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What We can Learn from Crisis Teaching: Notes from The Distance Learning Playbook

MTI: Professional Development Courses

August 12, 2020

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In an effort to wrap my mind around the challenges that lie ahead this year – and determined to make things better than they were last spring – I recently picked up a copy of the new book The Distance Learning Playbook, Grades K-12: Teaching for Engagement and Impact in Any Setting. Written by the prolific education “gurus” Douglas Fisher, Nancy Frey, and John Hattie, I felt confident it could provide some helpful takeaways to start the year off right. It did not disappoint. One of my favorite messages from the book is that teachers can and should leverage their strength and experience, including what they learned from “crisis teaching” (i.e. the move to distance learning last spring), to make learning better in any environment. Below are some of the authors’ best tips for doing just that.

“Never Let a Crisis Go to Waste” – Winston Churchill

The global pandemic created a crisis for schools around the world. While the scale of this crisis is unprecedented, our ability to respond rapidly is not – just ask any educator who taught in the aftermath of Hurricane Katrina or the bush fires of Australia. Not surprisingly, after these recent crises, the focus was on a “return to normalcy.” There was little time (or desire) to look back at the challenges and see how they might influence better teaching in the future. The authors encourage schools, however difficult it may be, to “take advantage” of the lessons we can learn during this current crisis to create better learning now and in the future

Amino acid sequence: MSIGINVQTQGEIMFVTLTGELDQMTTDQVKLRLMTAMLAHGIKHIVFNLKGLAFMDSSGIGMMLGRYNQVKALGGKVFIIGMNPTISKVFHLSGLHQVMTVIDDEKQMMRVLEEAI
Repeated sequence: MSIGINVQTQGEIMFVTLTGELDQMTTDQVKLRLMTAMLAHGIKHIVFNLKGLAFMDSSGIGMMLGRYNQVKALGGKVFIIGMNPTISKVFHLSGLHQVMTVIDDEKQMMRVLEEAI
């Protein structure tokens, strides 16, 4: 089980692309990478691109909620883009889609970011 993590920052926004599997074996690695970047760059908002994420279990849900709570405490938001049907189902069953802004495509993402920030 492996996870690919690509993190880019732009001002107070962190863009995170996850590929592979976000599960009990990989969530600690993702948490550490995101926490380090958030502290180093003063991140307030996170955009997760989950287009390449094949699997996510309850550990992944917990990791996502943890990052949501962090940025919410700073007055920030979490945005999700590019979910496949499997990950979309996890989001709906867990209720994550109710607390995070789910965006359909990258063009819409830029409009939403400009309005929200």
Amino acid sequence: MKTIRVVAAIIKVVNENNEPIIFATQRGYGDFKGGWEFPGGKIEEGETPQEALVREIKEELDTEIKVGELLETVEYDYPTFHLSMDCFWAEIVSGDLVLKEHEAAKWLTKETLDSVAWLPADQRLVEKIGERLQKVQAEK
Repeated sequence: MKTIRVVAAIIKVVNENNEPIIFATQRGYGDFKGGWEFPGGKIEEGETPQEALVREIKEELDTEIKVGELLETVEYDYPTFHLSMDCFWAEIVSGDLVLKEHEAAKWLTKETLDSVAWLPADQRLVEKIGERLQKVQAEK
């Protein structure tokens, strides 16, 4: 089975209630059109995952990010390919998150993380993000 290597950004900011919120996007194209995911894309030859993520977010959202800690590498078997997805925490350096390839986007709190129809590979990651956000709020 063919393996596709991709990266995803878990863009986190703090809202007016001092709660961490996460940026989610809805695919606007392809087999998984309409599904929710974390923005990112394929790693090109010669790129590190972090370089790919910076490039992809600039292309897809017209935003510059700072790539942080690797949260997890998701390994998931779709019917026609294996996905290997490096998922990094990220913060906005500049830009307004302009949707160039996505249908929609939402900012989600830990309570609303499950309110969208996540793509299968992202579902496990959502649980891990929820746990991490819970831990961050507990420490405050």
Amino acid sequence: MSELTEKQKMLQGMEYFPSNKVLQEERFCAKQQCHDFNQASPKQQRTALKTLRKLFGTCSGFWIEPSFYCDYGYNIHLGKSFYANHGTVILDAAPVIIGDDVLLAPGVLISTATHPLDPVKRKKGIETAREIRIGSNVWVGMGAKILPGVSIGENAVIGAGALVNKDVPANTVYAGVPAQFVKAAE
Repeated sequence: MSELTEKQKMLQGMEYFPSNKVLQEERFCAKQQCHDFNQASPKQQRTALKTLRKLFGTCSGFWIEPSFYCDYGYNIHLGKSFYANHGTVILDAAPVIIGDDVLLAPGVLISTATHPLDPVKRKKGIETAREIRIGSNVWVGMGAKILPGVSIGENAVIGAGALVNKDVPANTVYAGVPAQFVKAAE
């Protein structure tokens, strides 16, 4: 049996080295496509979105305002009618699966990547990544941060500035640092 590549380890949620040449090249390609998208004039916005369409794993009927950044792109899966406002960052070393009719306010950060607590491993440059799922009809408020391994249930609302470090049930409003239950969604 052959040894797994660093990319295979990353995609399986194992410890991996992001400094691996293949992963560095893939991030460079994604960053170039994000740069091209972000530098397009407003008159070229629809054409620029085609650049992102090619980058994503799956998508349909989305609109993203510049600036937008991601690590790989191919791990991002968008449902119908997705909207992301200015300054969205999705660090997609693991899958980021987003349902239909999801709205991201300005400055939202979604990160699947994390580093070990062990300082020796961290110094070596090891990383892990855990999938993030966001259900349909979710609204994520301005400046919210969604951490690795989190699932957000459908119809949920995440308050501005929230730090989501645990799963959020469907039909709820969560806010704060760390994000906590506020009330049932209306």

Learning from The Past

As schools look for ways to make learning better, there are several takeaways to consider from previous school crises. These takeaways include:

  • After Hurricane Katrina, teachers and students were more likely to show symptoms of mental health issues, including depression, anxiety, and trauma. This was especially true of survivors who had a history of mental health issues. This emphasizes the importance of social and emotional support for impacted school communities.
  •  Studies completed after Australia’s Christchurch earthquakes showed that community members identified more strongly with one another because of their shared experience; they rapidly developed a shared culture of stories and memories. Schools can benefit by embracing and building on this sense of shared community with students and parents.
  • While many students lost between 3 and 7 weeks of schooling after the Katrina, there was a minimal drop in student achievement (-0.17), and most students rebounded quickly. When student learning was forced online after Australia’s Christchurch earthquakes, performance on high school exams actually went up before settling back down once school resumed. This was due in part to the fact that teachers tailored learning specifically to what students could NOT do – essentially, they were “triaging” learning for students rather than teaching (or reteaching) tasks that students could already do. Both situations show that with the right supports, student academics do not need to suffer long-term effects.

 

Looking to the Future: Using Crisis Learning to Make Schools Better